Council rejects 144-flat plan in Market Place – planning roundup

An application to turn offices in the town centre into more than 100 studio flats has been refused due to concerns about noise and contamination for future tenants.

In other planning news this week, a mini coach company has been given permission to use its current site, while a homeowner was granted permission to build a garden office.

Studio flats plan in Market Place rejected over noise and contamination concerns

Plans were submitted by Tene Living to turn the offices at 6-8 Market Place into 144 studio apartments, after previous proposals to transform the offices and almost double their size were withdrawn.

In January, a plan to extend the Soane Point offices by five storeys and make it a mix of co-working spaces and private offices was withdrawn after concerns were raised by City Pub Group, which owns the neighbouring Market House and Reading’s Conservation Area Advisory Committee (CAAC).

READ MORE: Major plans to transform offices in town centre and almost double its size

Despite withdrawing the previous plans and coming back with new ones, the latest proposals have been rejected by planning officers at Reading Borough Council (RBC), who raised two key issues.

As the first reason for refusal, officers said the application had failed to demonstrate people living in the building would not be adversely impacted by commercial noise.

They suggest residents would either have to suffer from noise or overheating.

Officers said: “The submitted noise impact assessment and mitigation scheme concludes that some facades of the development will be affected by noise from mechanical plant such as kitchen extraction units.

“Whilst suitable glazing is proposed to mitigate this, background trickle ventilation is also proposed and as such it is very likely that residents will need to open their windows in spring and summer to avoid overheating and as a result would be subject to a significant impact on their residential amenity from noise from the mechanical plant when windows are required to be opened.”

On the second concern, contamination, officers said the application failed to demonstrate that future occupiers of the flats would not be adversely impacted upon by contamination risks on the site.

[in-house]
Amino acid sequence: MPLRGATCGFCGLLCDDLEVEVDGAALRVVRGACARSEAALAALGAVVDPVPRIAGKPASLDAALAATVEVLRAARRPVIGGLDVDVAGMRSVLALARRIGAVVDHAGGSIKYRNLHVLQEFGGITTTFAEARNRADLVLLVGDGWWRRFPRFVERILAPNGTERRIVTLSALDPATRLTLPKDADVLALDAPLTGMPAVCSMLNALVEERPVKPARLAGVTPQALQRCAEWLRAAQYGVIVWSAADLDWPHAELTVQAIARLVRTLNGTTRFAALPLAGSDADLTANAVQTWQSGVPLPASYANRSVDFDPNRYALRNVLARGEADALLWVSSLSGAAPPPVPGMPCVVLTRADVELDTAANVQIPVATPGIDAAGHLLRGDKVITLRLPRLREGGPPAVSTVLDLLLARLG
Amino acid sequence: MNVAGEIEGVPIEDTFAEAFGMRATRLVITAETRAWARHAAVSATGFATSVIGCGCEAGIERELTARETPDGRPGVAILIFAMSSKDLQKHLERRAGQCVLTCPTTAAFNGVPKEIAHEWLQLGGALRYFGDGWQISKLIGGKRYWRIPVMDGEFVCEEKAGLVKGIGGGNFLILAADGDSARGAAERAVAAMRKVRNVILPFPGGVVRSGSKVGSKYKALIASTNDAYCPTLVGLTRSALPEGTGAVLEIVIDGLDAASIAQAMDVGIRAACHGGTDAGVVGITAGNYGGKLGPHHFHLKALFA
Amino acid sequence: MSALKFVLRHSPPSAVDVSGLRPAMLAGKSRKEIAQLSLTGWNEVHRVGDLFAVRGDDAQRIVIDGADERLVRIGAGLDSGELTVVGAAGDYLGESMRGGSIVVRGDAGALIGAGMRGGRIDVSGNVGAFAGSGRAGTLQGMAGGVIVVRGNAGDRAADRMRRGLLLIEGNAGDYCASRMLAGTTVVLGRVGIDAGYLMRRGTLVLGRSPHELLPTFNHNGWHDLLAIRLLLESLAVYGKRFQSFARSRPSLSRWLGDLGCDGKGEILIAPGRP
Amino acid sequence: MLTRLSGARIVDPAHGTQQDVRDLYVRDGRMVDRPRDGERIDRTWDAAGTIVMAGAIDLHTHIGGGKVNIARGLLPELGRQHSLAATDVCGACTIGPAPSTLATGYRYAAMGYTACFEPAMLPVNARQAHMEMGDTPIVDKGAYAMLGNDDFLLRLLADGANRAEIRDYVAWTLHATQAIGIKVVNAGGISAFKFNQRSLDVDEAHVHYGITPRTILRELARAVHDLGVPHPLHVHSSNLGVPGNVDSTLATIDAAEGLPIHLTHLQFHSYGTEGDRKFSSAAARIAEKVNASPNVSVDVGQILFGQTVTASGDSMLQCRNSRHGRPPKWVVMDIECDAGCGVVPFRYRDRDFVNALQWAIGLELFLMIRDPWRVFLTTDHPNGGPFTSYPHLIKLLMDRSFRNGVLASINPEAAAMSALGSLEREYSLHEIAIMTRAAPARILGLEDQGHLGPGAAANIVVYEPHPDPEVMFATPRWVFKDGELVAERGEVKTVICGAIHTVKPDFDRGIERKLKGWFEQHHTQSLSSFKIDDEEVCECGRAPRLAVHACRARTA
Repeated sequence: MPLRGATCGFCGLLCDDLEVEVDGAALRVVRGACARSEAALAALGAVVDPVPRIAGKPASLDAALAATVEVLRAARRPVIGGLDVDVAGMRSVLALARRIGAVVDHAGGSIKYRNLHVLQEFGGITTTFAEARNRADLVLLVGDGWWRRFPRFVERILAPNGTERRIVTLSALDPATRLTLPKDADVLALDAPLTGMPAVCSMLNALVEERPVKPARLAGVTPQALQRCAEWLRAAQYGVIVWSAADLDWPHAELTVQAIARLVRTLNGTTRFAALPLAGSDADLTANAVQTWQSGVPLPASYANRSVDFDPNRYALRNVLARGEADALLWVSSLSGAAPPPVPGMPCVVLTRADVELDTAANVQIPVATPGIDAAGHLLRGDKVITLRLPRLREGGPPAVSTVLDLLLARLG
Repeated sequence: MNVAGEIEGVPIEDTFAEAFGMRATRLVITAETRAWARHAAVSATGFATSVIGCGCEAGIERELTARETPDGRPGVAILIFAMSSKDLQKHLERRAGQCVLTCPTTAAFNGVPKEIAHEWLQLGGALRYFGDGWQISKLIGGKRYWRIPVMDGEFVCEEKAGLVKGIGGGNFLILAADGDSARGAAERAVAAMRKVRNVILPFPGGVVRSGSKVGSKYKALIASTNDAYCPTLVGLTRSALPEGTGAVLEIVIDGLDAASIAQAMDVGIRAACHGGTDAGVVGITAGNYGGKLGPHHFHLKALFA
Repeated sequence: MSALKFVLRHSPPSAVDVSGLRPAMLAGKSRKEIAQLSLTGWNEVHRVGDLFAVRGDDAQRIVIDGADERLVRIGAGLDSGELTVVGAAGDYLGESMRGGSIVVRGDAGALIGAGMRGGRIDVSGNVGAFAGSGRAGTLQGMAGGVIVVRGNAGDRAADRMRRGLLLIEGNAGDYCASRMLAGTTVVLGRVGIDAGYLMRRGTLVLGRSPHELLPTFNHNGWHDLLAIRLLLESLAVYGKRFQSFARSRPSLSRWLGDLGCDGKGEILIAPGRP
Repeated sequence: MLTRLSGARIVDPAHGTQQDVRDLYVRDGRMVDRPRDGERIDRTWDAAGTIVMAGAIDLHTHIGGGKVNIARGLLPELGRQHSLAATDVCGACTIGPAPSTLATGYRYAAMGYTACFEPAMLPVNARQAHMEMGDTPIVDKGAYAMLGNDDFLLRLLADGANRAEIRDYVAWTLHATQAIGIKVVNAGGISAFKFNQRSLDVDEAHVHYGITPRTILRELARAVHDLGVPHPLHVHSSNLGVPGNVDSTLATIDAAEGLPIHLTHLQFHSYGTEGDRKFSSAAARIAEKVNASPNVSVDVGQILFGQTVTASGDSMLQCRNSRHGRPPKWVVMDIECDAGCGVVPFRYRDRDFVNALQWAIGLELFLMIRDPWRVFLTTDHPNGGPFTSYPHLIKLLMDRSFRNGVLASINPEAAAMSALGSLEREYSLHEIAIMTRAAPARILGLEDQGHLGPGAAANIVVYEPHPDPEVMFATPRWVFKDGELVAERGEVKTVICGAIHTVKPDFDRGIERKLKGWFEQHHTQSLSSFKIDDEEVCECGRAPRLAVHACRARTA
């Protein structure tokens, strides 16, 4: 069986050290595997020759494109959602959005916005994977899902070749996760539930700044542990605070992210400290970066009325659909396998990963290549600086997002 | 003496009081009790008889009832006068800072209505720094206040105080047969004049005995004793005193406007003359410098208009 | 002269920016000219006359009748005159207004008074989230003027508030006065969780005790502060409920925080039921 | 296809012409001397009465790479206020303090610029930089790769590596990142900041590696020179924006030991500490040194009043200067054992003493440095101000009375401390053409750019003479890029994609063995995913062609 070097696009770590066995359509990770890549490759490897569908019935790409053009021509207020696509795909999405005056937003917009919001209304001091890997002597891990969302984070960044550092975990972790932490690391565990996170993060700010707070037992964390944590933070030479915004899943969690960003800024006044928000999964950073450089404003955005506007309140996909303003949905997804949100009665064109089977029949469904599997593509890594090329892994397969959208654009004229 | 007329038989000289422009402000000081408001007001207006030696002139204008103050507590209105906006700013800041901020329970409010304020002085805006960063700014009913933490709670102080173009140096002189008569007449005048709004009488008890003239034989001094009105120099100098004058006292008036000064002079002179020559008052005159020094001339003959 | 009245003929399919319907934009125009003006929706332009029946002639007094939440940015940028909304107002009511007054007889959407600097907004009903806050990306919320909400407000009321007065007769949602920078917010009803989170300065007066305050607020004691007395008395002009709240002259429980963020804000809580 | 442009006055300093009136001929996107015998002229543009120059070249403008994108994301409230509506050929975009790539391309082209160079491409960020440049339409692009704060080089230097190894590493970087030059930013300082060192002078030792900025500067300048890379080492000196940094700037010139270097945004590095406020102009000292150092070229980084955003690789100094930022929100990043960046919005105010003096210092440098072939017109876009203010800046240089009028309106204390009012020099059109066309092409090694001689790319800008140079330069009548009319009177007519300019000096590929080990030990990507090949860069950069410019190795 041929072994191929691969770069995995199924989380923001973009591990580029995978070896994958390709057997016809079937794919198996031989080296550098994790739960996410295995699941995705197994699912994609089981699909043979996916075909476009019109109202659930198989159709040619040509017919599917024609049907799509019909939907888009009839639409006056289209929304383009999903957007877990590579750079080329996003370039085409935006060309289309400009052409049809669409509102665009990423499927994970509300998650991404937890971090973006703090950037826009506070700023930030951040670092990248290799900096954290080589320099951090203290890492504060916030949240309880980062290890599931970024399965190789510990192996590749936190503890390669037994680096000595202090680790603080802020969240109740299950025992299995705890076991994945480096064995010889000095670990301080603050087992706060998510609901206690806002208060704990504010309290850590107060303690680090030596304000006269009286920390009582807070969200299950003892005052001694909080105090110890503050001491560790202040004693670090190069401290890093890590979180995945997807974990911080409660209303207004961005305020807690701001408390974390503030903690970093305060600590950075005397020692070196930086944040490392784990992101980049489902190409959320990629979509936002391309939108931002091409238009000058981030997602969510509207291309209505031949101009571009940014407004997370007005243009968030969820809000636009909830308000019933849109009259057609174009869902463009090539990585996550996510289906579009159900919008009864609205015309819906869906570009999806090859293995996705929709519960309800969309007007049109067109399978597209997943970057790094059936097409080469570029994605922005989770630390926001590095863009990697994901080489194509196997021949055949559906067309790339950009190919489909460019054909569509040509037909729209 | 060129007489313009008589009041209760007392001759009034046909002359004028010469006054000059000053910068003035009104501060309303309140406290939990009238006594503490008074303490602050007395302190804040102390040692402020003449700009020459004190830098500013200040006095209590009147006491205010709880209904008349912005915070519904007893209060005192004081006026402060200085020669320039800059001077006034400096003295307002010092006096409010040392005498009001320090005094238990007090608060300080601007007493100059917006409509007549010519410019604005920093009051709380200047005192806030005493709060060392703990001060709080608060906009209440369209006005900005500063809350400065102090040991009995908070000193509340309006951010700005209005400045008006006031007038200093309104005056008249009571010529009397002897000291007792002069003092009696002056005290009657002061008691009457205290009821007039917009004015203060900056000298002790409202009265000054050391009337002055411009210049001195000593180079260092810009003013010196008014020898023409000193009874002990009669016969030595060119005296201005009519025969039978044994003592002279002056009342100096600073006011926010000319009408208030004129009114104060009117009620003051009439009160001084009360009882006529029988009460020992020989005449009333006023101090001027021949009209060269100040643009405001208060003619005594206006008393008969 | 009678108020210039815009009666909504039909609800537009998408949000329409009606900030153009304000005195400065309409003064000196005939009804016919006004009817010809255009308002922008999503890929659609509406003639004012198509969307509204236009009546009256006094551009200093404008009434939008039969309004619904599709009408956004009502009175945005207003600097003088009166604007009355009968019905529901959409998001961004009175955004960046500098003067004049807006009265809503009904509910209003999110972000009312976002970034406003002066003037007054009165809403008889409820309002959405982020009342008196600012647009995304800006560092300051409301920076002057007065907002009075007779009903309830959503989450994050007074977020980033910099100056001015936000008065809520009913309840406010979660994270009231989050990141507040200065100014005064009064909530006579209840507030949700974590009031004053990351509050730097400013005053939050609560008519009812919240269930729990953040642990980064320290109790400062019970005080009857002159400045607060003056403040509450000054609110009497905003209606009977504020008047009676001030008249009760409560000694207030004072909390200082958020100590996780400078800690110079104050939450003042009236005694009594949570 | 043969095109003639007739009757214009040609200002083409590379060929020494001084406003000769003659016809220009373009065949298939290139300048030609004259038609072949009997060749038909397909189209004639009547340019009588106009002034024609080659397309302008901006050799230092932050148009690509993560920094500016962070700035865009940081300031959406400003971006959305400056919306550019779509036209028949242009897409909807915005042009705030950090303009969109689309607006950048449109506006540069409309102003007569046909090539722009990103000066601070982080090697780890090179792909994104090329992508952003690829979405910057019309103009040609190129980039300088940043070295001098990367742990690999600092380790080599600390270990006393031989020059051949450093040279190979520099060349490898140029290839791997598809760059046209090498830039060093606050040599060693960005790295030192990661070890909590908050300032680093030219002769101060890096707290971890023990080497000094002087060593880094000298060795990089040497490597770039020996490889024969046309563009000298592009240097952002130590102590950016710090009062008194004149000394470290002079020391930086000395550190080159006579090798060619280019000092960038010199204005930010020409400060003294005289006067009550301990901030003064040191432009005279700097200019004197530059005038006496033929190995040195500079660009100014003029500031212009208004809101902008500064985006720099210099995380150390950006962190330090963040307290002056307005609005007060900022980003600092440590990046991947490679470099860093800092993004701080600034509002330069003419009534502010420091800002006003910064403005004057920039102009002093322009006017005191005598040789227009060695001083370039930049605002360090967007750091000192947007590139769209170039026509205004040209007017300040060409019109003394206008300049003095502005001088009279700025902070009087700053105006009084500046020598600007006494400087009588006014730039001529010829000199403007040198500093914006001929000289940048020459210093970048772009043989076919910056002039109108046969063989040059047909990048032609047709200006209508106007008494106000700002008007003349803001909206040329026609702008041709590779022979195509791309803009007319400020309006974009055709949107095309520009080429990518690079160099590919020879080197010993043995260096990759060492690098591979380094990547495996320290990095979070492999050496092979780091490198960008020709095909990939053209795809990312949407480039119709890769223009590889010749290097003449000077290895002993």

They added: “The contamination risk assessment submitted concludes that there is no risk from vapour from the existing basement and ground floor level car park given that the proposed residential accommodation is located at first floor and above.

“However, this does not consider the proposed communal amenity room located on the ground floor of the development situated adjacent to the ground floor car park.”

What was the proposal?

The latest plans sought to simply convert the current offices into 144 studio flats with a change of use application and no external alterations to the building planned.

Peter Lawson, of consultants Turley, said the development would “make progressive use of tired office town centre office space, with its reuse adding to the vitality and viability of Reading town centre”.

The plans did not include any affordable housing apartments.

Permitted development rights allow developers to turn office buildings into homes without submitting a full planning application as long as they meet certain requirements.

It also means the requirement to provide a proportion of affordable housing cannot be enforced.

But the council said the plans failed to meet the requirements.

Mini coach company granted approval for use of site

The location of Kingfisher Mini Coaches

The location of Kingfisher Mini Coaches

Mini coach company Kingfisher Mini Coaches has been given permission to use its current site at 357 Basingstoke Road.

Planning officers confirmed there is sufficient evidence to suggest the site has been used for employment for more than 10 years and granted the company a certificate of lawfulness for the site.

Finally, a homeowner has been granted permission to build a office and storage unit in their garden.

Council officers said the building would not harm the living conditions at any neighbouring or nearby properties.

Although concerns were initially raised about the height of the outbuilding (3.2m), officers concluded the height would “not so far out of context with the prevailing area to warrant refusal of the application”, with other nearby garages 2.9m in height.

READ MORE: Royal Berkshire Hospital seeks permission to urgently repair leaking roof

And they added: “For current and future occupiers the provision of an outbuilding provides additional space for domestic use; the supporting statement by the applicant has detailed a raft of reasons for the proposals in the context of the Covid pandemic, which are acknowledged.”

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Reading Chronicle | Town Centre